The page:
Hook figure

Korewori Area
Papua New Guinea

Middle Sepik

Carved wood
Early 20th century
Height: 21 ¼ in. (54 cm)

Ex collection Philip Goldman, London

Published: Sepik: Hooks, Figures & Masks, 2018

Price: on request

Melanesia – Papua New Guinea
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With its powerful formal values, this sculpture – called a yipwon – presents the classic characteristics of the way the human figure was represented in the ancient art of the Korewori area in the Middle Sepik region.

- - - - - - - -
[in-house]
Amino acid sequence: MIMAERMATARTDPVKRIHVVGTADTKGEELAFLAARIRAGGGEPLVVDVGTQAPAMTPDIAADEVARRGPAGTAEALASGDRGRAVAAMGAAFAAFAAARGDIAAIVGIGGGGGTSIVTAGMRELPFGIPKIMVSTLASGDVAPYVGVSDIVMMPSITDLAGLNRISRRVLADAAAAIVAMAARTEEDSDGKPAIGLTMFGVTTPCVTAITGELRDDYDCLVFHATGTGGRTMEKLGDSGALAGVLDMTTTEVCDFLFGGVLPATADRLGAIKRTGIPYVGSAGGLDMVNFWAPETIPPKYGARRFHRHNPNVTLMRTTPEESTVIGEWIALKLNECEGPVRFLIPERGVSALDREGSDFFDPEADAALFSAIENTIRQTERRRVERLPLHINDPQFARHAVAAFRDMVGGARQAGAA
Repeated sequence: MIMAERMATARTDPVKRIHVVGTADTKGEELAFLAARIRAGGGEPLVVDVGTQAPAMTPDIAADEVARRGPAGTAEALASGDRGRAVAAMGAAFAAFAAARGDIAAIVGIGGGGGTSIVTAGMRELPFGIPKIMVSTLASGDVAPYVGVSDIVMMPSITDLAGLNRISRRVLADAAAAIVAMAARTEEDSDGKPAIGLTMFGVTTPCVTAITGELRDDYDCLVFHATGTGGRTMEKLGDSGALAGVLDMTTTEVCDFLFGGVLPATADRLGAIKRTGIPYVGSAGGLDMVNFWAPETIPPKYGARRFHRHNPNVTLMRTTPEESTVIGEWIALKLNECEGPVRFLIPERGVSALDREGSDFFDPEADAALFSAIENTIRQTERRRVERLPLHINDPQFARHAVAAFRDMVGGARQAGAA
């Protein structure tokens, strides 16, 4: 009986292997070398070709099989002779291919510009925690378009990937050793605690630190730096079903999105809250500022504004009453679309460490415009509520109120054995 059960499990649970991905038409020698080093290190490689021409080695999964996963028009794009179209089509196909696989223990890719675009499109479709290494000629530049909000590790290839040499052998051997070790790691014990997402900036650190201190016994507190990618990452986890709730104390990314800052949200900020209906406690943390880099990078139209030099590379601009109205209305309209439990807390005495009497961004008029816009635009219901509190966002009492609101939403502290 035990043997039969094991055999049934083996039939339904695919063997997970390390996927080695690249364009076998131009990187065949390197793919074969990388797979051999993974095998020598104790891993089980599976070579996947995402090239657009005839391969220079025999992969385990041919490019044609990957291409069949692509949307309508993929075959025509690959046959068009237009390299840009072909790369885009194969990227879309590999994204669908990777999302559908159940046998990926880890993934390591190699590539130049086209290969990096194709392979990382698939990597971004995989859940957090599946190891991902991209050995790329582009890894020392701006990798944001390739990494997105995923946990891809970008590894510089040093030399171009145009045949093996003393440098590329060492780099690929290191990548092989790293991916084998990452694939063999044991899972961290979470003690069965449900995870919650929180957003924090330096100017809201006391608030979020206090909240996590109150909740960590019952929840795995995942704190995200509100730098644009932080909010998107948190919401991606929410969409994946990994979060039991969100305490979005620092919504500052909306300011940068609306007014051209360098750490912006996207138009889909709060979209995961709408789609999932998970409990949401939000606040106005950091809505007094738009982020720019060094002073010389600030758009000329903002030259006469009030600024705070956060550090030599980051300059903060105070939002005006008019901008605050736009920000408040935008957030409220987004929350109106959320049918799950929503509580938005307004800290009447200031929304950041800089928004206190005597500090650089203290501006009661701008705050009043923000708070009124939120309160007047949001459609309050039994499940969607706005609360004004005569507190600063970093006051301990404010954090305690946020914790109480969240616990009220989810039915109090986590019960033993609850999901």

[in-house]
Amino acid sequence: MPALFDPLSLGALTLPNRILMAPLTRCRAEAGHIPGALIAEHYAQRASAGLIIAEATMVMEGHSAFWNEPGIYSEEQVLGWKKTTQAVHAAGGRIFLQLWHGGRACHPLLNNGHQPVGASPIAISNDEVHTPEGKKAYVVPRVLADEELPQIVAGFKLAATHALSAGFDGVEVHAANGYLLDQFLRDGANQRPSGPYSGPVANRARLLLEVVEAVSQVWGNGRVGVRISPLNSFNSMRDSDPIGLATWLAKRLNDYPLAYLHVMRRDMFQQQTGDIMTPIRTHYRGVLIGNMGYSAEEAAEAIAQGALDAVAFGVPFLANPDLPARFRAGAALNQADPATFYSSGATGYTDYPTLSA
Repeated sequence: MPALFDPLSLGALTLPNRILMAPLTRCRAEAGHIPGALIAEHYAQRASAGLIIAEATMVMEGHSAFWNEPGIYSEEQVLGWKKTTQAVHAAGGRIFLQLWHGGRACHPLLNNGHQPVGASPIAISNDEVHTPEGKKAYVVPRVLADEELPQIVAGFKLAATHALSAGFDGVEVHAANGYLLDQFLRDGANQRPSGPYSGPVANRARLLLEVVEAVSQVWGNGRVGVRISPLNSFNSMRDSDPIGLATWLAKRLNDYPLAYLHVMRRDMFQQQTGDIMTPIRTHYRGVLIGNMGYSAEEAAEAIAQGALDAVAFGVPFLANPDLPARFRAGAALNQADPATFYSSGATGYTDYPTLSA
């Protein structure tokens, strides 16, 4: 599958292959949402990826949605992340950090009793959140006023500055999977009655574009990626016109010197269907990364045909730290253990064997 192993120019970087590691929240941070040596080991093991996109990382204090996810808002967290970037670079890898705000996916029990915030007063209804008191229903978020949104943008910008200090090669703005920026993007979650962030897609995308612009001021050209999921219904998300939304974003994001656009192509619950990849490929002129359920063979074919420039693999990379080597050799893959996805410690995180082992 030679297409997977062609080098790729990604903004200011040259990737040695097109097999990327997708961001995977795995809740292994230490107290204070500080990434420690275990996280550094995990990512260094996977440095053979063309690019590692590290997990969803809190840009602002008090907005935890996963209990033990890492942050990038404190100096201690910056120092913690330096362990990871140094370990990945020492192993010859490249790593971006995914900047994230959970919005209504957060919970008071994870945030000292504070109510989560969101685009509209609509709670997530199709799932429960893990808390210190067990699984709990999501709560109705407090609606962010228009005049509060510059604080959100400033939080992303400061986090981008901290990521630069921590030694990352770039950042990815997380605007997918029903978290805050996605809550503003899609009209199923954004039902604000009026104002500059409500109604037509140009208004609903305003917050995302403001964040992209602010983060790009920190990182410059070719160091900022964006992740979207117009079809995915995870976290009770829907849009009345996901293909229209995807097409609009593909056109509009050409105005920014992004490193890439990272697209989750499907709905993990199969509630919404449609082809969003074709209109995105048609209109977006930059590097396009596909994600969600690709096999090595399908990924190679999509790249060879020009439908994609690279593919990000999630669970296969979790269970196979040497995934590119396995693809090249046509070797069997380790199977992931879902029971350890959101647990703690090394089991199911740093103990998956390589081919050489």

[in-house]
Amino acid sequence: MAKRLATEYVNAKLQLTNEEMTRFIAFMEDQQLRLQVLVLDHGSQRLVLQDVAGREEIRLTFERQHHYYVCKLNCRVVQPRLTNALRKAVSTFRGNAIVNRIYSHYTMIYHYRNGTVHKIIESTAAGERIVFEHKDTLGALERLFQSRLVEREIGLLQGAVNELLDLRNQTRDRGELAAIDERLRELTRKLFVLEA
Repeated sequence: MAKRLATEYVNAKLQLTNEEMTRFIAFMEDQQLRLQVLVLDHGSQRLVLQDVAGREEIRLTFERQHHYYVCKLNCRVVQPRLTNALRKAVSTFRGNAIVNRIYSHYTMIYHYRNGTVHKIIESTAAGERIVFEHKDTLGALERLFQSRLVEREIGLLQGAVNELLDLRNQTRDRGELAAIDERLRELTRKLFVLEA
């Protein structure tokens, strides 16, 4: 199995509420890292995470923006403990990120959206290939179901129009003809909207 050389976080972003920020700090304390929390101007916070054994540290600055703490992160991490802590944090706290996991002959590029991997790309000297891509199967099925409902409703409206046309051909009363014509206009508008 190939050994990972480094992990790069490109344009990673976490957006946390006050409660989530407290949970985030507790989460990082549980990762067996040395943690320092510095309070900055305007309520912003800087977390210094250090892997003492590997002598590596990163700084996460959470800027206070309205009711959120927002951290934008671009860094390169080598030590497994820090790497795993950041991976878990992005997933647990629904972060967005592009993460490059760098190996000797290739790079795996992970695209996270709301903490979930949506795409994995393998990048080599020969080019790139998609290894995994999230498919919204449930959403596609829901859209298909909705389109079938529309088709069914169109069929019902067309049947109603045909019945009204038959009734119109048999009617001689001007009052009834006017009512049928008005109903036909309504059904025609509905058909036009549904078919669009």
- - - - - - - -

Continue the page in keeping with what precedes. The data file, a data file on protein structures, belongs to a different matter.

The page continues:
The torso shows a succession of four curved, pointed hooks representing the ribcage.
A representation of the skeleton of an ancestor or of a spirit linked to the sun, yipwon figures were highly sacred and associated with headhunting and war, invoked to insure success in battle.
This sculpture comes from the collection of the famous London dealer, collector, and anthropologist Philip Goldman. Between 1957 and 1969, he made several trips through Papua New Guinea, and in particular organized the 1971 exhibition of reference Hunstein Korowori introducing the public to the formerly unknown art of the region.